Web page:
Phoenix Rising: The Gift That Keeps on Giving All Year Long
This holiday season Jody Smith turns her eyes to the people of Phoenix Rising and gives thanks for you all ...
Discuss the article on the Forums.

Metal induced autoimmunity?

Discussion in 'General ME/CFS Discussion' started by Marco, Dec 16, 2014.

  1. Marco

    Marco Grrrrrrr!

    Messages:
    2,379
    Likes:
    3,193
    Near Cognac, France
    This came up in the context of a recent discussion regarding amalgam fillings and CFS. I admit to be being sceptical.

    While neurotoxicity of high level exposure to environmental mercury is uncontrovesial, the same can't be said for detrimental effects, if any, to human health through low level chronic exposure from whatever source. Yet a number of papers suggest that heavy metals can effect the immune system and potentially interact with or exacerbate autoimmune diseases.

    This paper may not be the most recent (or best) but does give a general overview :

    Adverse immunological effects and autoimmunity induced by dental amalgam and alloy in mice.

    "We hypothesize that under appropriate conditions of genetic susceptibility and adequate body burden, heavy metal exposure from dental amalgam may contribute to immunological aberrations, which could lead to overt autoimmunity."

    http://www.fasebj.org/content/8/14/1183.long

    My question is. Is this a valid/accepted paradigm and applicable beyond animal models?
     
    melamine likes this.
  2. PeterPositive

    PeterPositive Senior Member

    Messages:
    1,426
    Likes:
    1,035
    Given that the paper is 20 years old I would expect that several steps forward have been done in the research... Personally I don't find much controversy in the hypothesis that toxic metals affect human health. The evidence that they do is indeed overwhelming.

    As regards dental amalgams the FDA says that amalgams are mostly safe... they say they have reviewed the best evidence, although there is no reference to such evidence:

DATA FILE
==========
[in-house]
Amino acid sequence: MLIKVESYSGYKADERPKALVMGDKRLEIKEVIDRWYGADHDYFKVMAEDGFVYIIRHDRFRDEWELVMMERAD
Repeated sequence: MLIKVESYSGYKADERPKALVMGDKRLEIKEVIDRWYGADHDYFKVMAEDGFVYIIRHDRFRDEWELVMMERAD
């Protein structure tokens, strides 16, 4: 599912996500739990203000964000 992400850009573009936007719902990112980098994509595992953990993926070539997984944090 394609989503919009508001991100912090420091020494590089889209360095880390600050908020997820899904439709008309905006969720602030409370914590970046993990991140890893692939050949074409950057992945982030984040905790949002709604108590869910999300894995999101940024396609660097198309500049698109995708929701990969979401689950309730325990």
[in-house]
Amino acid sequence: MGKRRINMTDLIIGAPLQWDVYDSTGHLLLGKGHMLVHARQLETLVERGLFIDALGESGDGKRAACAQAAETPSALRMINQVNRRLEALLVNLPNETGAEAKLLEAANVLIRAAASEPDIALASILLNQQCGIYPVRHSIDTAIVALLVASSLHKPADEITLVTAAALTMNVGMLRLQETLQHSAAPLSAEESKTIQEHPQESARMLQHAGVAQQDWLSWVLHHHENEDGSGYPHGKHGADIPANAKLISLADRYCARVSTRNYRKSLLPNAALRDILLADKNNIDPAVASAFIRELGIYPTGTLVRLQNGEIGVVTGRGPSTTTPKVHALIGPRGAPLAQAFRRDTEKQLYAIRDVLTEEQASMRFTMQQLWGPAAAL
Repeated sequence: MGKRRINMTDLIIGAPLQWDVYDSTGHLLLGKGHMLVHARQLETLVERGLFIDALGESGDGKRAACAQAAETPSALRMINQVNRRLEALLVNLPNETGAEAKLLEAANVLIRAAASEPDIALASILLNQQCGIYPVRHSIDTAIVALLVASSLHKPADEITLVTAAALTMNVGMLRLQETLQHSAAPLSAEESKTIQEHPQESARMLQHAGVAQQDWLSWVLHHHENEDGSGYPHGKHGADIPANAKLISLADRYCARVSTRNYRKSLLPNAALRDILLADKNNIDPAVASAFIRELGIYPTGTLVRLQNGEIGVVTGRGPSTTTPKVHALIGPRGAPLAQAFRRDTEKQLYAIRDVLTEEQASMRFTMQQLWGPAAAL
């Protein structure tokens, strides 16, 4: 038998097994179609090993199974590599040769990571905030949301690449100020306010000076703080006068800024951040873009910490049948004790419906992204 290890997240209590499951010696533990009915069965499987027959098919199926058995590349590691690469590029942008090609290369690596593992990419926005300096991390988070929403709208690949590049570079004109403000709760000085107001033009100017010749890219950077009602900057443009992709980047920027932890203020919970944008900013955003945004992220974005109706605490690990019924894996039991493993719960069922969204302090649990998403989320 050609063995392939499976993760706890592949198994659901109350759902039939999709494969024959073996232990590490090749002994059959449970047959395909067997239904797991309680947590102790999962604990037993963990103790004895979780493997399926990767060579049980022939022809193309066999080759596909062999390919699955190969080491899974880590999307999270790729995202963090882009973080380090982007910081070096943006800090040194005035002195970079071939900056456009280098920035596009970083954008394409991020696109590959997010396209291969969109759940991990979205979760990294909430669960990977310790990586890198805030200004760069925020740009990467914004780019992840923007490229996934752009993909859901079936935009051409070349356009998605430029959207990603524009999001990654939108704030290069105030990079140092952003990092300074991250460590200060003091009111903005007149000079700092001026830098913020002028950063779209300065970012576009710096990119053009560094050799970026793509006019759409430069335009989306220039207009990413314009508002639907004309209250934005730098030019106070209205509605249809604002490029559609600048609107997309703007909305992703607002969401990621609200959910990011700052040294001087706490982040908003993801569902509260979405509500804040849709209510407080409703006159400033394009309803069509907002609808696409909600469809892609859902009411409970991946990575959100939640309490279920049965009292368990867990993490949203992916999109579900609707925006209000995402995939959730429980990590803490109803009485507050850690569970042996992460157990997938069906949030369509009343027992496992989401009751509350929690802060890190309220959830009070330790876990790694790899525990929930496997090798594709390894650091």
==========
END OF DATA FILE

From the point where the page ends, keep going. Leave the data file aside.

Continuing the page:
http://www.fda.gov/MedicalDevices/P...es/DentalProducts/DentalAmalgam/ucm171094.htm

    I have seen lots of evidence indicative of the contrary so I am not sure how I would believe the Hg amalgams are as safe as they are purported to be.

    More in general... almost every pesticide and toxic substance is pretty much safe when taken alone within the recommended limits established by the various institutions. Problem is we're exposed to hundreds of them and their cumulative effect is not taken in consideration.

    When you eat a pear with 6 pesticide residues you're summing the toxic effects of those six xenobiotics, plus those of all the other veggies or polluted foods you're consuming as well.

    Similarly when you get your dental amalgams replaced (in a non safe modality) you're getting an extra dose of ultra high dose of mercury vapour that goes into your system. I doubt that the FDA, WHO etc... have ever conducted a large scale study on the long term effects of these exposure and the cumulative effects of replacing amalgams etc...

    my 2c
     
    ahmo and melamine like this.
  3. Marco

    Marco Grrrrrrr!

    Messages:
    2,379
    Likes:
    3,193
    Near Cognac, France
    Indeed. But many later papers seem to deal with more specific and less potentially relevant subjects.

    This 2011 abstract though does review recent research and suggests the invovlement of mast cells which is interesting given recent talk of an allergic like immune pattern in ME/CFS :

    Autoimmunity-Inducing Metals (Hg, Au and Ag) Modulate Mast Cell Signaling, Function and Survival

    "In this review, we provide an overview of recent advances in our understanding of the impacts of the three metals on mast cell signaling, function and survival and their possible roles in the pathologies of metal-induced autoimmunity."

    http://www.ingentaconnect.com/content/ben/cpd/2011/00000017/00000034/art00009

    I can't access the full paper unfortunately.
     
  4. A.B.

    A.B. Senior Member

    Messages:
    3,750
    Likes:
    23,195
    melamine likes this.
  5. Jonathan Edwards

    Jonathan Edwards "Gibberish"

    Messages:
    5,250
    Likes:
    32,017
    I doubt one could say that this was an accepted paradigm, although I am not sure what that means these days. I find it hard to take seriously a model where you breed mice that get strange effects from alloys and then show they get strange effects from alloys. The dosage is certainly way out of line with the human situation. We know that haptenisation with metals and drugs can induce antinuclear antibodies. We also know that mercury causes immune complex nephritis, but it seems hard to tie these two together since the antigen they found would not be likely to produce soluble immune complexes and a nephropathy. Antibodies to nucleoproteins usually produce other sorts of effects. I think it may just demonstrate that if you go looking for something in a mouse model you can always find it.
     
  6. Marco

    Marco Grrrrrrr!

    Messages:
    2,379
    Likes:
    3,193
    Near Cognac, France
    Many thanks. They did discuss dose equivalence in the discussion but otherwise file under 'quacksalver'?
     
  7. Ian

    Ian Senior Member

    Messages:
    277
    Likes:
    239

See more popular forum discussions.

Share This Page